For the handlebar, I went through some serious gymnastics. First, I hated the handlebar on the left. Measured, I should take a 42cm-wide handlebar. Newer ergonomic though would even suggest a 38 or 40, but let’s not get too lost in the weeds, here. I’m a 42 for all intents and purposes. The bar above/right is a 44. Riding on a bar that’s just two centimeters too wide, when you’re on your bike 8- to 10,000 miles a season, sucks. For the longest, I had a Specialized Tarmac bend handlebar on the Trek – an abomination to be sure, but I loved the ergonomics of the bar. The drop and reach suited me perfectly. I’ve since upgraded to an aero Bontrager model that suits the bike perfectly and even allows for internally routed cables.
The funky bar tape has since been replaced with Supacaz Sticky Kush Black. The bike, as it sits now, is absolutely perfect (the reach may be a cm too long, in all honesty – I couldn’t remember if I needed an 80 or 90 when I ordered the 90… it’s livable, though).
Finally, as an afterthought, when I upgraded the brakes on my Venge from Shimano 105 to FSA Energy calipers for Christmas several years ago. They matched the red/black scheme of the Venge perfectly (astonishing, really, they look amazing), so I had an extra set of brakes laying around… that just so-happened to look awesome on my newly black and red Trek. So on they went replacing the (heavier) bushed aluminum 1999 Ultegra brake calipers. There was no difference in performance, just looks.
There’s no question, the black 105 brakes are a massive improvement.
When I changed components around, in most cases there was an aesthetic purpose at the start, but I made sure to incorporate functional use as well. The 105 brakes were fifteen years newer, so massive improvements over the old Ultegra line that came on the original bike. Getting quill stems for the bike was ridiculously difficult (and I ended up having to settle for something a little shorter than I wanted, but it “worked”), and the handlebar? Well, I couldn’t live with a Specialized handlebar on my Trek. My friends wouldn’t let me live that down.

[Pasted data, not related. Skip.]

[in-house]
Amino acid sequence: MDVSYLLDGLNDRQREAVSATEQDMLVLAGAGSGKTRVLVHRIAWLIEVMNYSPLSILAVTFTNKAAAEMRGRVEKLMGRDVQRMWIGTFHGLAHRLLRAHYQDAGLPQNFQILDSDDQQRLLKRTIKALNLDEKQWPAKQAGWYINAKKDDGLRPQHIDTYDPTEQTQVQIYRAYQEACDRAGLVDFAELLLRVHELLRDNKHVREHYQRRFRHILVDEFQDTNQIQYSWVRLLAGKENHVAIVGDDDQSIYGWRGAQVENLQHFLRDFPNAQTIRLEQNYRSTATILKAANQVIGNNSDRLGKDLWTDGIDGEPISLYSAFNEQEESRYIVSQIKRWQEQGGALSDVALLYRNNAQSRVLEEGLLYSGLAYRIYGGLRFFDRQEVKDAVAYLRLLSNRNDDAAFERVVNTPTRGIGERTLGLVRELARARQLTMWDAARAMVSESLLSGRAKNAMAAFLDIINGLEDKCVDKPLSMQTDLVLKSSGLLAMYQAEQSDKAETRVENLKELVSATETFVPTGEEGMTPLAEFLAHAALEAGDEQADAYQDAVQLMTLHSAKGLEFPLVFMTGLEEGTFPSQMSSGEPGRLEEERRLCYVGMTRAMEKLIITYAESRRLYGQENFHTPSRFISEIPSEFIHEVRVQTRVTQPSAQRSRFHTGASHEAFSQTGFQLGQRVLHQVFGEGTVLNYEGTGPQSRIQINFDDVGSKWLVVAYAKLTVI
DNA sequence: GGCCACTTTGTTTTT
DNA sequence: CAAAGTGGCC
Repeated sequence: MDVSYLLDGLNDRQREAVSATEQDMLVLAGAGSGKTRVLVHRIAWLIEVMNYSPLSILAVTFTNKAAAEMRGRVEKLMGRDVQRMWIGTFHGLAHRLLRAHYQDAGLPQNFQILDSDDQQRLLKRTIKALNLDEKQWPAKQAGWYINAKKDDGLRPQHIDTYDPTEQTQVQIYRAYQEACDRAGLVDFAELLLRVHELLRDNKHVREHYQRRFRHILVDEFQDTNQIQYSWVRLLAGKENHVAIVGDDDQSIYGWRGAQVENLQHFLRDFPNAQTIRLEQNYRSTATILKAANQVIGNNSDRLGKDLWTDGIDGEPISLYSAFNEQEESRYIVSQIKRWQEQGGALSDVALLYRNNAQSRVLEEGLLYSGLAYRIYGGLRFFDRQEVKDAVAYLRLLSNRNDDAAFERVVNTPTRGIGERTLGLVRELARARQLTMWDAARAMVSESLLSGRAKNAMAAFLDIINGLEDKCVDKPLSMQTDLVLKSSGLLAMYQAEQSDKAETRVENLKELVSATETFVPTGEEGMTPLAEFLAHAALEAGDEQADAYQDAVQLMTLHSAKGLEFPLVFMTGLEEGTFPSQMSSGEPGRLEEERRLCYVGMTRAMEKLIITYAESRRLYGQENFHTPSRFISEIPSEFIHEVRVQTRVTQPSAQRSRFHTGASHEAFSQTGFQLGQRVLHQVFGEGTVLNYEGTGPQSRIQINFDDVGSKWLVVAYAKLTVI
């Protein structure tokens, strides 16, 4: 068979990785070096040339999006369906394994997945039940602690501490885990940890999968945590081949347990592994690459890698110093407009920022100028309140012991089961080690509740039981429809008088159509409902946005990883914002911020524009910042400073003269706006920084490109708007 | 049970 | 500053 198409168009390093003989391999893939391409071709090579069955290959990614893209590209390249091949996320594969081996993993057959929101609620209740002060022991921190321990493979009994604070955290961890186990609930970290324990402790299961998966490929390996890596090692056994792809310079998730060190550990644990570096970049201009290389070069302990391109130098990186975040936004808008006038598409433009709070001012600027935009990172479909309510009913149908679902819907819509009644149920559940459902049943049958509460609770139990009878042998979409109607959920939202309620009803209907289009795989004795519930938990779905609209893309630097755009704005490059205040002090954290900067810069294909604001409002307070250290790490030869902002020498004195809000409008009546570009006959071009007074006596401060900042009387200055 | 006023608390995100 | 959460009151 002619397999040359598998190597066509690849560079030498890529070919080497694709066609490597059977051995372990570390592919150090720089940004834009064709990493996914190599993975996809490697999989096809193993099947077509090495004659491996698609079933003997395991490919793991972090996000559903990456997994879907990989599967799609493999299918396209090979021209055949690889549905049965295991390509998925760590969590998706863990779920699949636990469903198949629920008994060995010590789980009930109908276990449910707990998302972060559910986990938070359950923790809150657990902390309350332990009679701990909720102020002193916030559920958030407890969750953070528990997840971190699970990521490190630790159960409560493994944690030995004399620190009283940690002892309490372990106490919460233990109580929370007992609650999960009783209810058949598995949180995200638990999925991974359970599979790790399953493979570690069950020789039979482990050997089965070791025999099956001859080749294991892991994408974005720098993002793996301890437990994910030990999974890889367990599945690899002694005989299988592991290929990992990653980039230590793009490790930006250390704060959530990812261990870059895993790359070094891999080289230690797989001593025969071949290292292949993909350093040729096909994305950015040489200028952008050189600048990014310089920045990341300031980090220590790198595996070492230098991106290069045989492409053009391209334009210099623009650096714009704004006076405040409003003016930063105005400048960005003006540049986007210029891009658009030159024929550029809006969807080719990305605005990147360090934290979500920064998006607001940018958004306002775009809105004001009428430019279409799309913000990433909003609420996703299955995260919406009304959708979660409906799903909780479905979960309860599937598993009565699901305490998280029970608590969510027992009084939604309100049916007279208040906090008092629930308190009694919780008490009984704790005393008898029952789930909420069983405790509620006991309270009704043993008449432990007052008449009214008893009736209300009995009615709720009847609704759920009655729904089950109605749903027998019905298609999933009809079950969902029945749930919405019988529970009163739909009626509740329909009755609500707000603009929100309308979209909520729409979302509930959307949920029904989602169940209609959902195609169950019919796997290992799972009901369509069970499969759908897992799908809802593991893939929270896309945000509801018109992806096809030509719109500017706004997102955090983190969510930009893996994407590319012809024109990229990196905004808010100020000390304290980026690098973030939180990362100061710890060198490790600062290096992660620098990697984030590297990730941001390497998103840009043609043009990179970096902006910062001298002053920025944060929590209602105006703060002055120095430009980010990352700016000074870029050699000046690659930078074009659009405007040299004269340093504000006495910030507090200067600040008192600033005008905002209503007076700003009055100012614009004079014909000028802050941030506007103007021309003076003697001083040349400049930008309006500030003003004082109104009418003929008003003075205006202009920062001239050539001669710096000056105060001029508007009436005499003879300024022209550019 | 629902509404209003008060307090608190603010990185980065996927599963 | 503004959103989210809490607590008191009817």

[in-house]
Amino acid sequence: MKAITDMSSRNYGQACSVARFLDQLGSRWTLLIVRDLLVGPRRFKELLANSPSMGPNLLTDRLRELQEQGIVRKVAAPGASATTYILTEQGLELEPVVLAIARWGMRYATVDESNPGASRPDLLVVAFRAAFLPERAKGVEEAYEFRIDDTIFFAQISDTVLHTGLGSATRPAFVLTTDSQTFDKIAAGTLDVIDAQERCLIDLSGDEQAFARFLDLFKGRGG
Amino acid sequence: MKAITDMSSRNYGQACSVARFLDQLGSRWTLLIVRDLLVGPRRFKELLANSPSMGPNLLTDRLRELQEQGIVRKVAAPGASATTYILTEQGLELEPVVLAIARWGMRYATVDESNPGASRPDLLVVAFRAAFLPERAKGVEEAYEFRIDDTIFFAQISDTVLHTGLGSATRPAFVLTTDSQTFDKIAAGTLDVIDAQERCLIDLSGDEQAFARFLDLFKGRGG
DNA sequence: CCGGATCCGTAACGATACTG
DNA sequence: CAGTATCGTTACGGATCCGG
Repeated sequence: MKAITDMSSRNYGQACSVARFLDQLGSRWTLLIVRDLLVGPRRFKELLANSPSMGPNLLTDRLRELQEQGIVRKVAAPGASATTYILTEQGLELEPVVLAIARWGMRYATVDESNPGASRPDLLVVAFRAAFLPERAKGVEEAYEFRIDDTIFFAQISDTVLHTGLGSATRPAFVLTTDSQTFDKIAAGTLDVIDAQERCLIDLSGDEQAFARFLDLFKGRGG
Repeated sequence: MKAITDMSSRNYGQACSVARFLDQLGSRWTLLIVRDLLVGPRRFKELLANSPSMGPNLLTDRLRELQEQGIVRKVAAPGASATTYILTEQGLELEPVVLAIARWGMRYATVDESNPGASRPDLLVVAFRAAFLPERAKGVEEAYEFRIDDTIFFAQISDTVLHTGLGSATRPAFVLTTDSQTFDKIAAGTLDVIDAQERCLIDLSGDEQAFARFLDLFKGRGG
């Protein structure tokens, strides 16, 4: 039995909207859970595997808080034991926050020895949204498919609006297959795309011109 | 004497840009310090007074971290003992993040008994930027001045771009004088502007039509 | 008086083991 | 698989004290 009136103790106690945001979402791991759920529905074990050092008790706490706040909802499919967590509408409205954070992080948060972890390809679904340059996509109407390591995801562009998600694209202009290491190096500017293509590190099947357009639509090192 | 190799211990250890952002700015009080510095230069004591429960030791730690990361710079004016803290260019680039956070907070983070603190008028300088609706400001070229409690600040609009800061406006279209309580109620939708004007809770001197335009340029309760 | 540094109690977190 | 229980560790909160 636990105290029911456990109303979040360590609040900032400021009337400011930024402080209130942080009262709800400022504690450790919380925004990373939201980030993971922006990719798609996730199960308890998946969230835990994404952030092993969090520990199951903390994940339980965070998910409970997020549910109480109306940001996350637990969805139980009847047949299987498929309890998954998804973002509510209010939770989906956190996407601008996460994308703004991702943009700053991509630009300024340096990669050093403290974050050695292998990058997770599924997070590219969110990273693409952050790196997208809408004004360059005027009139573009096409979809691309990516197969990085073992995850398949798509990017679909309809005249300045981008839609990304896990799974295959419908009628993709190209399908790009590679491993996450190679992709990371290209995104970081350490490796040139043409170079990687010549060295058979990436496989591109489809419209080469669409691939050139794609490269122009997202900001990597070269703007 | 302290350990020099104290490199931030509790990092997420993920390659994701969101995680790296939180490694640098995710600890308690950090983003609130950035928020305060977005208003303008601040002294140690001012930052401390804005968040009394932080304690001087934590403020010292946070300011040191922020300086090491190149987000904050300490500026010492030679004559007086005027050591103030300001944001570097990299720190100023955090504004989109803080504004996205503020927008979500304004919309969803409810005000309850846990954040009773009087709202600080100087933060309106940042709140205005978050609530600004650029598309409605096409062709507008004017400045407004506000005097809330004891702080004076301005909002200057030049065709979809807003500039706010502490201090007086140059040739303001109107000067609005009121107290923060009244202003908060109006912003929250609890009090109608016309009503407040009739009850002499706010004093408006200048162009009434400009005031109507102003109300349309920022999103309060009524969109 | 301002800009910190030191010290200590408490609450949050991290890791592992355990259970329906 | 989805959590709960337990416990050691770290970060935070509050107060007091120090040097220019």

Many would opt to keep their old-school bike looking original, and I certainly get that. I’m not that guy. Next up we’ve got the drivetrain. There’s an interesting story behind that.
A Makeover… For Your Old Road Bike? Yes, Please! Part Two – What To Change, Saddle, Wheels and Seat Post
A blog friend from Texas, Jeff, asked for this series. My friend, here you are…
So, the other day I posted all of the photos linked to changes in my Trek 5200 over the years that took it from a 21-ish-pound behemoth to a svelte 18-1/2 pound speedster. That was Part One of what will become a series, and I’m about to share those changes with you… and some of the deeply technical aspects of those changes so, if you decide to undertake updating an old-school steed, maybe you’ll be able to avoid a few pitfalls.
First things first when I brought the 5200 home, I put a new saddle on the Trek. The old saddle was, thankfully, way too wide. I currently ride a 138mm Montrose comfortably. The saddle that came on the bike was a 155 and hurt me massively, especially in the hamstrings as the pain radiated down over the miles. I had a 143 mm Specialized Romin on the Trek for years but switched to the Bontrager Montrose carbon saddle a couple of years ago because it was much more… erm… Bontrager (Trek) is phenomenally comfortable (and is also very light, ahem). I’d be willing to bet, from the original saddle to the svelte carbon beauty that’s on there now, I’d dropped at least a half-pound, possibly more.
I also upgraded the seatpost from the alloy one that came on the bike (left) to a wonderful Easton carbon model (right). The reason for the change was that the seatpost’s leveling mechanism on the left was “notched” so that you were limited to the nose up and nose down positioning of the saddle. One notch meant the saddle nose was either too high or too low for me and I hated the feel. The Easton post was infinitely adjustable so I could put it exactly where I wanted it. That, and “carbon fiber”. It has been written that, when the option for alloy or carbon fiber exists, one should always opt for the carbon fiber (unless the cost of said component exceeds one’s reasonable cashflow). Joking aside, there’s an interesting footnote here that made the carbon fiber post a wise choice over another alloy model. It is well known that alloy to carbon fiber creates a funky reaction that will, over time and without proper lubing of the parts, fuse the two parts together (seat post and seat tube). I wanted nothing to do with having to worry about this, so, again, carbon fiber.